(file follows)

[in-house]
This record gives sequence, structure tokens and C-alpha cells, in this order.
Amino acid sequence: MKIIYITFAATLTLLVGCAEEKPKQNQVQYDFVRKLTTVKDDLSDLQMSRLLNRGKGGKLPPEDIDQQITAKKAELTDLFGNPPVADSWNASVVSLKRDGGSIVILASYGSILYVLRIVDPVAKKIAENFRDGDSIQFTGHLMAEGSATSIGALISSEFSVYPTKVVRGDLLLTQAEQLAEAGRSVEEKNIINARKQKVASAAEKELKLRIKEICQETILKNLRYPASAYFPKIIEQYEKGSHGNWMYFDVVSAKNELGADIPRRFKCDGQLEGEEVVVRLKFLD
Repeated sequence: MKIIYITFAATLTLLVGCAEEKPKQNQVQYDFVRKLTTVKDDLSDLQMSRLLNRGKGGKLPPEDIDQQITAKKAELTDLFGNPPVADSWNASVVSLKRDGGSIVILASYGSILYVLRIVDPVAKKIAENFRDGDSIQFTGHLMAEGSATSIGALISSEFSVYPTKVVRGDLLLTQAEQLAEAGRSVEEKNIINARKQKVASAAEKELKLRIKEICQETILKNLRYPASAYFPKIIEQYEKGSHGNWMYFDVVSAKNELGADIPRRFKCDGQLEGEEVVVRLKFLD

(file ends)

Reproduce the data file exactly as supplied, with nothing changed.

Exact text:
[in-house]
This record gives sequence, structure tokens and C-alpha cells, in this order.
Amino acid sequence: MKIIYITFAATLTLLVGCAEEKPKQNQVQYDFVRKLTTVKDDLSDLQMSRLLNRGKGGKLPPEDIDQQITAKKAELTDLFGNPPVADSWNASVVSLKRDGGSIVILASYGSILYVLRIVDPVAKKIAENFRDGDSIQFTGHLMAEGSATSIGALISSEFSVYPTKVVRGDLLLTQAEQLAEAGRSVEEKNIINARKQKVASAAEKELKLRIKEICQETILKNLRYPASAYFPKIIEQYEKGSHGNWMYFDVVSAKNELGADIPRRFKCDGQLEGEEVVVRLKFLD
Repeated sequence: MKIIYITFAATLTLLVGCAEEKPKQNQVQYDFVRKLTTVKDDLSDLQMSRLLNRGKGGKLPPEDIDQQITAKKAELTDLFGNPPVADSWNASVVSLKRDGGSIVILASYGSILYVLRIVDPVAKKIAENFRDGDSIQFTGHLMAEGSATSIGALISSEFSVYPTKVVRGDLLLTQAEQLAEAGRSVEEKNIINARKQKVASAAEKELKLRIKEICQETILKNLRYPASAYFPKIIEQYEKGSHGNWMYFDVVSAKNELGADIPRRFKCDGQLEGEEVVVRLKFLD